Solid Front vs. Open Front Pressure Gauges
Your business depends on reliable, accurate and safe pressure measurements and instruments to keep running smoothly. Some pressure gauges even offer safety features to ensure that your workers are protected from harm.
One such safety feature is a solid front case option. Solid and open front gauges both have their merits, but the solid front option is considered the safer version.
So, what makes solid front pressure gauges a safer option for your operators?
This article will describe the differences between solid or open gauge cases and the benefits they offer so you can decide which one is right for your application.
How Do Solid Front Pressure Gauges Work?
Due to extreme process overpressure, excessive vibration/pulsation, fatigue and/or incompatible process media, a pressure gauge system may rupture once it has been compromised. This is where protection of the solid front design proves crucial.
The solid wall and blow-out back safety design serve to deflect escaping pressure, process media and fragmentary debris towards the back of the instrument and away from the operator (see Figure 1 below). This helps keep your workers less susceptible to injury or worse.
Figure 1: Solid Front Pressure Gauge Operation
Solid front gauges deliver an added layer of protection that is especially useful when used on:
- Compressed gases
- Hazardous, flammable or explosive media
- Oxygen or hydrogen
- Systems susceptible to overpressure
Solid front gauges evolved due to process failures resulting in increasing damages/injuries. Incorporating an integral “solid” wall into the case structure, situated immediately behind the indicating dial, allows only the pointer shaft to protrude towards the front.
All other system-related parts are contained (isolated) in the rearmost case section. This proved to be vital to instrument installations within refineries, chemical facilities and process plants where they are specified standards.
Safety of Solid Front Gauges vs. Open Front Gauges
There are some types of failure that cannot be contained within any case. A solid front case has a better chance of protecting the gauge user. A metal (stainless steel or aluminum) solid front case will survive an explosion that may fragment a thermoplastic or thermoset case.
Open front gauges will not perform like a solid front design in the event of a violent failure. Solid front gauges are supplied with a pressure relief back. Open front gauges are supplied with a pressure relief plug.
Both will safely relieve case pressure in the event of a slow leak in the pressure system.
There is no ASME standard test for cases. No test simulates a high-pressure gas rupture of the Bourdon tube or an explosion inside the tube. Most tests merely introduce pressure into the case through the socket at a rate far slower than that which occurs during an explosive failure and therefore, will not truly demonstrate the advantages of a solid front case.
Specifics of Small and Large Volume Pressure Elements
One factor that determines the violence of an explosion, especially when caused by overpressure with gas, is the volume contained within the Bourdon tube.
Just before rupture, the Bourdon tube generally is distorted to a shape containing a larger volume than its original volume, this volume of compressed gas contains energy proportional to the burst pressure and the larger the volume, the more energy is released when the Bourdon tube ruptures.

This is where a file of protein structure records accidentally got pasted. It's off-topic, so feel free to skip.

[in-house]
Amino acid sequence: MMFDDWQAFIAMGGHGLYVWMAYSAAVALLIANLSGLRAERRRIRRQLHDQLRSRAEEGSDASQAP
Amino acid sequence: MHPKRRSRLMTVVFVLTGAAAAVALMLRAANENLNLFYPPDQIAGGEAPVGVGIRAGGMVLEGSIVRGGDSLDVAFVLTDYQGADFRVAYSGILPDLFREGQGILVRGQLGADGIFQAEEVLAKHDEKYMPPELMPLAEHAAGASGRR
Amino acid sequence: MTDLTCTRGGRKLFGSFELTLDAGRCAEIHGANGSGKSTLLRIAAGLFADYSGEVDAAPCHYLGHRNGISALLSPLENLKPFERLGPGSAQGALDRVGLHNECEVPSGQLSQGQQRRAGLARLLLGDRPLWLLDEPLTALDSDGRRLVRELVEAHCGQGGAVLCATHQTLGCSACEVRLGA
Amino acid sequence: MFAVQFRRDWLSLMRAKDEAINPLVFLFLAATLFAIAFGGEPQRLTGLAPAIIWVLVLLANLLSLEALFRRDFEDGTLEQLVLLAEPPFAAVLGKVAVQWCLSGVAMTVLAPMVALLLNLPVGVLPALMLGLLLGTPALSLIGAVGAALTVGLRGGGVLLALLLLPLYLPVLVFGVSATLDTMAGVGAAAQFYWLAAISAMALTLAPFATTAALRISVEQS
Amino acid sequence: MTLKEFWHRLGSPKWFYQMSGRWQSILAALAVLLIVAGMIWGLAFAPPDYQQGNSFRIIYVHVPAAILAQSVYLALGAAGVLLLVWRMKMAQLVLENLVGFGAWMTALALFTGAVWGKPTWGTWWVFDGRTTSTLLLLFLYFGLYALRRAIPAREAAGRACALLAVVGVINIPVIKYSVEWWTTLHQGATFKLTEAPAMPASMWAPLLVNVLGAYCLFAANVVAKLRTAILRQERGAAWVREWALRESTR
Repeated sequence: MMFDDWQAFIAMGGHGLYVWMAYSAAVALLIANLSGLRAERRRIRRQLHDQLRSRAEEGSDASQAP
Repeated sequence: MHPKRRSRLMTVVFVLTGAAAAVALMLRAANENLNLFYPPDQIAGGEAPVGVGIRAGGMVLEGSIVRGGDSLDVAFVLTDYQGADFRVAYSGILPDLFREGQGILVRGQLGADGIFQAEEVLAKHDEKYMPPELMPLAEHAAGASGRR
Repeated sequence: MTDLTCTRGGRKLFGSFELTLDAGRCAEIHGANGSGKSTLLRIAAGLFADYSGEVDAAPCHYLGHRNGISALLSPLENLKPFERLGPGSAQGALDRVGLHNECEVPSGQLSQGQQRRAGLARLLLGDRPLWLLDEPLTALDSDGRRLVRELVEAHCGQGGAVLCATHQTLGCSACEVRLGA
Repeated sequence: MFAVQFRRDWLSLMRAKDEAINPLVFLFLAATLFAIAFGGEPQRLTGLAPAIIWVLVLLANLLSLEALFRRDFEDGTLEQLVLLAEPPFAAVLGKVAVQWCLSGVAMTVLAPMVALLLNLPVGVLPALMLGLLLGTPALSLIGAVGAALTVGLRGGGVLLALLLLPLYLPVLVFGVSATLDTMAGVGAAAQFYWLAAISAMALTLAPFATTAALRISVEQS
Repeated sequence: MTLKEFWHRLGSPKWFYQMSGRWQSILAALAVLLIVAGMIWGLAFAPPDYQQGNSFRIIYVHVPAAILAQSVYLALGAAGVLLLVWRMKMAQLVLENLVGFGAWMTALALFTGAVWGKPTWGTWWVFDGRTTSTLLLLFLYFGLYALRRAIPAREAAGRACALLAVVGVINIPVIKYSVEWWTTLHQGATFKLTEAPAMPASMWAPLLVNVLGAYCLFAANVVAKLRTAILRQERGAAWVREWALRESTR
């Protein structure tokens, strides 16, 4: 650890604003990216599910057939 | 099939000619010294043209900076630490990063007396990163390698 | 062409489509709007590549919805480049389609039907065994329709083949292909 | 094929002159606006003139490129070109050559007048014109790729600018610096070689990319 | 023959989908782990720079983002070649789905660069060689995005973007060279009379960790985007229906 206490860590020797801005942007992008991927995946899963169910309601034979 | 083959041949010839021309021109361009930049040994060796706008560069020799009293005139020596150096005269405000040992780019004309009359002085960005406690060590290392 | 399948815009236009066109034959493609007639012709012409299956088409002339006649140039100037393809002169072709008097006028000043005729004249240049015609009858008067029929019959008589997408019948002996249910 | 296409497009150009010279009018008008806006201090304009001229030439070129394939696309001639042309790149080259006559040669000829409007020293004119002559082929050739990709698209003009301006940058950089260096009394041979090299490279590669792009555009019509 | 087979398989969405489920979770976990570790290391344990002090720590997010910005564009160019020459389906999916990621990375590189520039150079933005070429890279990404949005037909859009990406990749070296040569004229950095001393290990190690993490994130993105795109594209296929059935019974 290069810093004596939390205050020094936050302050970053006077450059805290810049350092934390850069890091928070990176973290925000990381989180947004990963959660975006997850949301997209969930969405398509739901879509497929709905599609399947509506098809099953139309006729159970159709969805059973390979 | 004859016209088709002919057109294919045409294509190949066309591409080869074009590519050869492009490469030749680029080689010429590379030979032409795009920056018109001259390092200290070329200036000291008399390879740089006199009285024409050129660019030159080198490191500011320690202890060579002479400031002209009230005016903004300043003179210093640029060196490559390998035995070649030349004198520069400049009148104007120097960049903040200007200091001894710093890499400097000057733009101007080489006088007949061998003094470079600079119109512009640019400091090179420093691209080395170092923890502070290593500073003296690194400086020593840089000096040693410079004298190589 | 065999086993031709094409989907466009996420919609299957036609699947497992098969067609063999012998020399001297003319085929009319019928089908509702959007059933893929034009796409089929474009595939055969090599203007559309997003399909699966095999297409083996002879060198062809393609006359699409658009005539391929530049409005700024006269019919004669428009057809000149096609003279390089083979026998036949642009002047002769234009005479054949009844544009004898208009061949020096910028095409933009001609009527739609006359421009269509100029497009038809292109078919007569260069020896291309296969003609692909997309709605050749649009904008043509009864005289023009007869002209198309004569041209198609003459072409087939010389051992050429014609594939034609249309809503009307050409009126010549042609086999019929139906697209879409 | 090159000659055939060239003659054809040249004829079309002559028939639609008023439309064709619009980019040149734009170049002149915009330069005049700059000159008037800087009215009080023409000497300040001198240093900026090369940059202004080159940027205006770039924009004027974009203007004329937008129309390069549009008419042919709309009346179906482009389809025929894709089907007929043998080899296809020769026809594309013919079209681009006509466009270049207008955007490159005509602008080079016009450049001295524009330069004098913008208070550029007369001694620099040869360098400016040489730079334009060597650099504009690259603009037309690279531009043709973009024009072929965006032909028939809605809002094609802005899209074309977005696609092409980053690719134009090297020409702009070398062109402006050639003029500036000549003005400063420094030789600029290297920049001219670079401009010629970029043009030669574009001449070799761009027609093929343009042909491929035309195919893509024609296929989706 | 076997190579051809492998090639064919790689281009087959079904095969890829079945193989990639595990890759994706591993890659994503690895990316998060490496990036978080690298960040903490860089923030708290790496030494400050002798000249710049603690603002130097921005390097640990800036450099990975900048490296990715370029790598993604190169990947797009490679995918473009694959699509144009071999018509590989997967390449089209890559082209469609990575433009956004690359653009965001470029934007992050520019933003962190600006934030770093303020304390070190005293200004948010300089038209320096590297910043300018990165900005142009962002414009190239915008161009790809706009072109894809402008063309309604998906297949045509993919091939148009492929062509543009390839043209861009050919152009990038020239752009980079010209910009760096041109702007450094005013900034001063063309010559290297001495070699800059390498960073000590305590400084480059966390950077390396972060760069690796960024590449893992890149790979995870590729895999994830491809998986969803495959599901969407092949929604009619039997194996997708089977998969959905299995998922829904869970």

A more important consideration, however, is the pressure at which the Bourdon tube ruptures.
If a Bourdon tube is designed to rupture at relatively low pressure, there is much less energy released. Conversely, a Bourdon tube designed to withstand very high overpressure before failure will release much more energy when failure does occur.
A higher-pressure Bourdon tube will rupture at a much higher value, subjecting the case to a much higher-pressure buildup. Higher pressures, however, generally involve liquids, which result in much less violent failures than gasses. This is because liquids, being essentially non-compressible, do not store anywhere as much energy as gasses.
We don’t like to pressure you, but we have more information.
Now that you understand the impact that media temperature can have on your measurement instrumentation, you can research the solution that’s right for your application.
Ashcroft offers pressure gauges with solid front safety features, such as the 8008S Pressure Gauge with XS3 option and the 1279 Pressure Gauge. The solid front (baffle wall) feature with a rear blow-out plug diverts pressure away from the operator if the Bourdon tube should rupture.
If you want to learn more about pressure gauges, here are a few related articles to check out:
- How To Identify Your Pressure Gauge and Get the Proper Replacement
- How Do I Select the Right Pressure Gauge Range?
- How Often Should I Check the Calibration of My Pressure Gauge?
Feel free to contact us today to talk to one of our industry experts and get your pressure gauge questions answered.
About Eric Deoliveira, Product Marketing Leader
Eric Deoliveira is a Product Marketing Leader at Ashcroft, Inc. He is currently responsible for pressure gauges, sanitary gauges, high-purity gauges, diaphragm seals and isolation rings. He’s been with Ashcroft since 2015 and spent 3 years as a Product Support Engineer for Mechanical Temperature before transitioning into the Product Manager role. Eric enjoys coming up with solutions for customer problems and introducing new products to satisfy the needs of the market. When not working on his products, he is out golfing in the summer and skiing in the winter.